There was once a car made by Ford that not only ran on hemp fuel, but which also had a body made of a composite of super-tough hemp plastics said to be ten times stronger than steel. Hemp is also the prefect plant for the creation of textiles, building insulation, clothing, paper (already in use for over 2,000 years), fuel and even chemical cleanup, but it has been lumped in with marijuana by the federal government as an illegal, Schedule I substance. Rep. Rick Little (R-Chaparral) of New Mexico has introduced House Bill 166 (HB166) to try to change that.
The legislation, should it pass, would remove industrial hemp from the state’s list of controlled substances, opening a vast number of opportunities for the full-scale growth, and sale of the crop.
If HB166 successfully passes, a farmer would not need a license to grow hemp. There would also be no regulatory structure so hemp would be grown, bought, and sold just like tomatoes or pumpkins. Should New Mexico successfully pass an industrial hemp law, it would help to remove the stigma of growing a plant which is still, sadly, prohibited by the federal government.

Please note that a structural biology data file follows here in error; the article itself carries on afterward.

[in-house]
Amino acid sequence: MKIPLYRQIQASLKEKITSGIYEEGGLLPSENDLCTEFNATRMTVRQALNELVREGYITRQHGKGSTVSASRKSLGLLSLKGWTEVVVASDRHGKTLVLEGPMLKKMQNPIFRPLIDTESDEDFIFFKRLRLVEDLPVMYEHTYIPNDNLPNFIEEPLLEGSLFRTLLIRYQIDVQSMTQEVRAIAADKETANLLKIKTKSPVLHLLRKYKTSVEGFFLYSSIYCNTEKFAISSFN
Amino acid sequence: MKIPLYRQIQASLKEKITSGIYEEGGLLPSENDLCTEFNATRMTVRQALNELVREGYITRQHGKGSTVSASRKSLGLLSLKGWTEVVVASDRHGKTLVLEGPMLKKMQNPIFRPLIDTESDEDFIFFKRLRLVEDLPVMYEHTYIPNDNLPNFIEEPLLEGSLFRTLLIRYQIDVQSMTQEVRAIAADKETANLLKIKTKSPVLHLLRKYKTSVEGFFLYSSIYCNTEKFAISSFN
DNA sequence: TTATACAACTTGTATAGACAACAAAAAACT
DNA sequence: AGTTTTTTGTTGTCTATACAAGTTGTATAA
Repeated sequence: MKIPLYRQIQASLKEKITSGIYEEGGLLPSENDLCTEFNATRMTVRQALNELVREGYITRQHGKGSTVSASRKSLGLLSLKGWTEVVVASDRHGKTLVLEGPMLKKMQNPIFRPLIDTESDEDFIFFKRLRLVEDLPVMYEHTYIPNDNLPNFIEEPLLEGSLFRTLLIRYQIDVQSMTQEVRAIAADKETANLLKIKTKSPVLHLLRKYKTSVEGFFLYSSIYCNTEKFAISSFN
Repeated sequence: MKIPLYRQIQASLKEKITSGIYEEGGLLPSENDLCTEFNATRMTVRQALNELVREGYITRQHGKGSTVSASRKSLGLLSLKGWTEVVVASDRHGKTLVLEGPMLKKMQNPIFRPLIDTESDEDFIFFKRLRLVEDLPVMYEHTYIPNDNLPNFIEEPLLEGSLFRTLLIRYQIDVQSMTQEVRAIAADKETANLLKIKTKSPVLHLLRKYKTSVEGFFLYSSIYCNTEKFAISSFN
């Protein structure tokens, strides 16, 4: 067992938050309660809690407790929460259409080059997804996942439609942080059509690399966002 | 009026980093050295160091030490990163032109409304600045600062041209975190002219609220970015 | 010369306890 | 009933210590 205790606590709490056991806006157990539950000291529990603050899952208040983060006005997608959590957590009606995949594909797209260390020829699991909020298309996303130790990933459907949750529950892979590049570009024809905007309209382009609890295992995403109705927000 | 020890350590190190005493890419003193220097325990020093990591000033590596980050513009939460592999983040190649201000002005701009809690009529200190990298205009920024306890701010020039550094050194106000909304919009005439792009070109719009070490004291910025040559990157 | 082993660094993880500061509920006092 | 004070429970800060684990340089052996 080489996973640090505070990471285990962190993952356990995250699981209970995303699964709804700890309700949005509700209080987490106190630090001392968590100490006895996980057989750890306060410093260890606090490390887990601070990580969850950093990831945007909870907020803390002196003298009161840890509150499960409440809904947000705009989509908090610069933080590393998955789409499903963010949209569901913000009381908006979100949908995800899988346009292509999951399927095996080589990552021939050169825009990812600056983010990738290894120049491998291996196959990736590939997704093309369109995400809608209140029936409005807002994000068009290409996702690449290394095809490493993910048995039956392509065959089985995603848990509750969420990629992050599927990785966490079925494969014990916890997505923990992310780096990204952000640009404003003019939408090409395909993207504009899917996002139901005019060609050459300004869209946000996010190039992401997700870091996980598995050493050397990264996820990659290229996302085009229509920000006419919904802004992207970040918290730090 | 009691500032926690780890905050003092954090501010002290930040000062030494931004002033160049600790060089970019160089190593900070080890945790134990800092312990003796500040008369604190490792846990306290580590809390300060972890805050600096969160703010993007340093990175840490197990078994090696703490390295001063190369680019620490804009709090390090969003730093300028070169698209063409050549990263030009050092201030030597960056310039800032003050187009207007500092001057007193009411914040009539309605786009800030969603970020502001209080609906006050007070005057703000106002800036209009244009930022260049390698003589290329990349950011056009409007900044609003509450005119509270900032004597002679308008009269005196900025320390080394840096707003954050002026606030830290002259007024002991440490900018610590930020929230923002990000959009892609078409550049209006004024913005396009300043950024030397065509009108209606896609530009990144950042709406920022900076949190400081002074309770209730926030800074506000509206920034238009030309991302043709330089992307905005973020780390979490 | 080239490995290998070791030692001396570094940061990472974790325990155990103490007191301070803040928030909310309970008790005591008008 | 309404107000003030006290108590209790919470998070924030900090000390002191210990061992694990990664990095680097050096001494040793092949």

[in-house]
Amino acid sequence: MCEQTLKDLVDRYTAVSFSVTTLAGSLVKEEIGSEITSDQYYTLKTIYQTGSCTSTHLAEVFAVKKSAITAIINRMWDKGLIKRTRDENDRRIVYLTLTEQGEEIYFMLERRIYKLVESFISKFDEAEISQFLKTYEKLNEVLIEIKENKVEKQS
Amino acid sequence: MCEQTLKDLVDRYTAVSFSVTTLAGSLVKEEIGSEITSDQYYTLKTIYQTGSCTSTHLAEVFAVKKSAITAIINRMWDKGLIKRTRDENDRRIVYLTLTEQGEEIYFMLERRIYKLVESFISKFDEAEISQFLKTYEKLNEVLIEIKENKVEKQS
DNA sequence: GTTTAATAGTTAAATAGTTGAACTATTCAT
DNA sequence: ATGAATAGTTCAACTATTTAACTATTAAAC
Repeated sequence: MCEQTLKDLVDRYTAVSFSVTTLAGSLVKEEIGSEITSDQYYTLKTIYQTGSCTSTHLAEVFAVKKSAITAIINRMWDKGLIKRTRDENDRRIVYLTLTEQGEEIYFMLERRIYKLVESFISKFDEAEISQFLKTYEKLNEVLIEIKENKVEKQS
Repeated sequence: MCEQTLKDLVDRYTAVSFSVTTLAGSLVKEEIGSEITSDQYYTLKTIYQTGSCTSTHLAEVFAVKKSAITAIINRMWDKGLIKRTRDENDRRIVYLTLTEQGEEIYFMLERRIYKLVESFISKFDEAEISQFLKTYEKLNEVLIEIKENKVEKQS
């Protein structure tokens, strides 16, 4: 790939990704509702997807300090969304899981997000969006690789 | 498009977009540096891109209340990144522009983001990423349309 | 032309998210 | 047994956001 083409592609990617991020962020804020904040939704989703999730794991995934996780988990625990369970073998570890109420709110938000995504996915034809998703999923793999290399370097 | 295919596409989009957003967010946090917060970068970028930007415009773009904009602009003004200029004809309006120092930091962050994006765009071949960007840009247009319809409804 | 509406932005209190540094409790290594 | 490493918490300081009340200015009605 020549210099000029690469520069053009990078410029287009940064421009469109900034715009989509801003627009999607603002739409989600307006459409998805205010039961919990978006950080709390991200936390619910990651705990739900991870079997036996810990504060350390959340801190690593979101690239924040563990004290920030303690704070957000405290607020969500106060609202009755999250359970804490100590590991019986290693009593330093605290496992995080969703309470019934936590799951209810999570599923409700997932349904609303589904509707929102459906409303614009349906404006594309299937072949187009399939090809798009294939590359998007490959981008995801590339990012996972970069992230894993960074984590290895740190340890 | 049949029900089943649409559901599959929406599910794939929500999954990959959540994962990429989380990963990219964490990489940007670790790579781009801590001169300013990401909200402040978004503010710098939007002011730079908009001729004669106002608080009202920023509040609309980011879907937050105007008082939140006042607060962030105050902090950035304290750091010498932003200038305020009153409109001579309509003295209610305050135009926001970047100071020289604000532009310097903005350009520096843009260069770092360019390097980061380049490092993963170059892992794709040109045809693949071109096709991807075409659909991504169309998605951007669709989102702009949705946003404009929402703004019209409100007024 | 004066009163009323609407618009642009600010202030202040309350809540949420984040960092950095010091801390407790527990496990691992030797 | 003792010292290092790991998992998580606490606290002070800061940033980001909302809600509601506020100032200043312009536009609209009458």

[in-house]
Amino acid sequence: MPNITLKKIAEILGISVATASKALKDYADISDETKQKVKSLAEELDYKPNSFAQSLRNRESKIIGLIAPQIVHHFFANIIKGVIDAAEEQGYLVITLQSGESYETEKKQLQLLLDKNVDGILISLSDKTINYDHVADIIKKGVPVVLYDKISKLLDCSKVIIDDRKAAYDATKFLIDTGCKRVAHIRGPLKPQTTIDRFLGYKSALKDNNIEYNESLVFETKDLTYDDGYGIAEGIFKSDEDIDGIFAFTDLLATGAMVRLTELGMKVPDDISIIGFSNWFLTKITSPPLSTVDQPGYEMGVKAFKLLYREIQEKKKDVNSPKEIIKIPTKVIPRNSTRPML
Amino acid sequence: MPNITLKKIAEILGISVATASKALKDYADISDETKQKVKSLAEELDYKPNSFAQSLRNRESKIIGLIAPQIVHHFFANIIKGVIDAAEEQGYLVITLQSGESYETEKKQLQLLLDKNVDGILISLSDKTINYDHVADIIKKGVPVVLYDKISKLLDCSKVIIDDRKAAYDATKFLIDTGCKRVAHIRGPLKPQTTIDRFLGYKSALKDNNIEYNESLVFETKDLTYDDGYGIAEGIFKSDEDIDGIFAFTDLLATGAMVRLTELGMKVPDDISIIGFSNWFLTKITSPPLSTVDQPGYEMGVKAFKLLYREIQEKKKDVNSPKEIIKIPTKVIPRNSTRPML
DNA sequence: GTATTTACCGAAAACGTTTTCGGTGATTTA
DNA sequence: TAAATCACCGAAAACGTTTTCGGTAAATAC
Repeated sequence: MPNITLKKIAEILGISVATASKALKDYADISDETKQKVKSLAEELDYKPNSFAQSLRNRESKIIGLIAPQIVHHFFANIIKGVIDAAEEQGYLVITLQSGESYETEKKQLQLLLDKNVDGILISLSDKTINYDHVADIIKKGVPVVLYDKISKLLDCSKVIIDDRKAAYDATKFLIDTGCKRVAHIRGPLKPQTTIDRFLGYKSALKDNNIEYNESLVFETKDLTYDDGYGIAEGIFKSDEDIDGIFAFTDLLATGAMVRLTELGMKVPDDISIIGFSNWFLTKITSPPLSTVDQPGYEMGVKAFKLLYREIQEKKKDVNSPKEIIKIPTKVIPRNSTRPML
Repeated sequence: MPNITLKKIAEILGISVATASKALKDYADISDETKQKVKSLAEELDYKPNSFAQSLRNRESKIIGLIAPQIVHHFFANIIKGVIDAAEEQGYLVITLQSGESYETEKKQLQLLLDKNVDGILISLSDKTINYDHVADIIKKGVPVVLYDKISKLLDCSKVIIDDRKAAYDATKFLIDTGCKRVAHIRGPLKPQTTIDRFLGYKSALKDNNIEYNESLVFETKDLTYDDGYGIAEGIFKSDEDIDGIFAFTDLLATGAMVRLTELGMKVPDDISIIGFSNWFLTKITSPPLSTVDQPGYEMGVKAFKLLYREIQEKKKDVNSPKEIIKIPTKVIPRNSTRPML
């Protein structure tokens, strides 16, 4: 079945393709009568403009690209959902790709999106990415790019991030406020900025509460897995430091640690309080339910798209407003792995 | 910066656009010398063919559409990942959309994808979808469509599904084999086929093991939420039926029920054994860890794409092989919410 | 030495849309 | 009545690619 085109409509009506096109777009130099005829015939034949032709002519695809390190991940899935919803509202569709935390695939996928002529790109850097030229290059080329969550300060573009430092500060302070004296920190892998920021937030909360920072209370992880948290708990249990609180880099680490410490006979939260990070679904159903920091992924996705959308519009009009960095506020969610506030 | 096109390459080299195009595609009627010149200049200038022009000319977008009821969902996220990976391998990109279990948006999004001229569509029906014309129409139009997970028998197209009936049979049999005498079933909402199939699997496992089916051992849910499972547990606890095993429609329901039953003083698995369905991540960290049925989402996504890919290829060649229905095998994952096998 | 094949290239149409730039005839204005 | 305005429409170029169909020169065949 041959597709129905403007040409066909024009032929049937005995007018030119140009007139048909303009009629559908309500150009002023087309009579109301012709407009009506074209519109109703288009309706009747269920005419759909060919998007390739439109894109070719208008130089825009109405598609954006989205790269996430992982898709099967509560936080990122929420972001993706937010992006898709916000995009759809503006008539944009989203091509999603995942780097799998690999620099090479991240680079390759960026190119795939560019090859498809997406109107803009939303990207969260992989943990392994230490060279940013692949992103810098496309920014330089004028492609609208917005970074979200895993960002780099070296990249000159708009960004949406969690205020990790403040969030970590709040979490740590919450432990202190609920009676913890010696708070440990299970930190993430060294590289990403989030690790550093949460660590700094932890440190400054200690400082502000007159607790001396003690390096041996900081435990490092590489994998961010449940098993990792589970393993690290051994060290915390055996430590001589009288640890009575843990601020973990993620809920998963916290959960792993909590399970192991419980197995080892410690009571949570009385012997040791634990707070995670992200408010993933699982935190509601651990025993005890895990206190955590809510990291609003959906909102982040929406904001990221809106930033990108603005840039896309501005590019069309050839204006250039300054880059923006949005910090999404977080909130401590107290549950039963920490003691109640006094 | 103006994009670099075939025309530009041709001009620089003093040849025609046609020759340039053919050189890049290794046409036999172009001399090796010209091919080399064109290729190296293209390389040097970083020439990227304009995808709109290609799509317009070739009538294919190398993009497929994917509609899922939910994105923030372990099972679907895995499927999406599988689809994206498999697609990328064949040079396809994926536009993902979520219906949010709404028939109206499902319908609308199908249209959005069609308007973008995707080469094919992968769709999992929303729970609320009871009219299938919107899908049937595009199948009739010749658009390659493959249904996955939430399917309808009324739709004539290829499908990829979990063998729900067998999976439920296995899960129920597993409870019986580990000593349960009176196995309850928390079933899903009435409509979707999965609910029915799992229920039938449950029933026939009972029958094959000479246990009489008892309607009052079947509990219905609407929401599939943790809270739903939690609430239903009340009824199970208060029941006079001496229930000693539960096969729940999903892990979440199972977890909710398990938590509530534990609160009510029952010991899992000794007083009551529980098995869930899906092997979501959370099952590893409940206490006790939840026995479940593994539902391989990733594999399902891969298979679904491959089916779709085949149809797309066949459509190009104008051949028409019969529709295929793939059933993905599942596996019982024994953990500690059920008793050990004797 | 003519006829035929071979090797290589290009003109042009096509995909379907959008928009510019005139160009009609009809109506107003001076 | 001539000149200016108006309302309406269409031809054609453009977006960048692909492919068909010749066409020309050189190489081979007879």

The DEA recently scheduled CBD hemp oil (which is non-psychoactive) and used by millions of people for a number of medical conditions as a Schedule I drug. This is even more reason for New Mexico’s HB166 to pass – CBD is a ‘wonder-drug’ that can’t easily be patented because it is nearly impossible to chemically or genetically reproduce.
Hemp also requires no, or very few pesticides to grow compared to many other comparable crops, like GM cotton. Hemp seeds grow with little attention into tall, healthy stalks which are dense, preventing the sun from getting to the soil. This also happens to prevent many other weeds and pests from growing along with a hemp crop.
The Navajo have already signed a treaty to grow hemp on Indian reservations, which may prevent further raids, such as the federal raid which occurred on the Menominee Indian reservation in Wisconsin in 2015. 30,000 cannabis plants were destroyed by government officials. The tribe lost a lawsuit against the action, with a federal judge stating that since Wisconsin hadn’t legalized marijuana, the tribe could not grow hemp, either within state borders.
New Mexico’s HB166 is needed more than ever, and hopefully more states will submit similar legislation for voters to approve.
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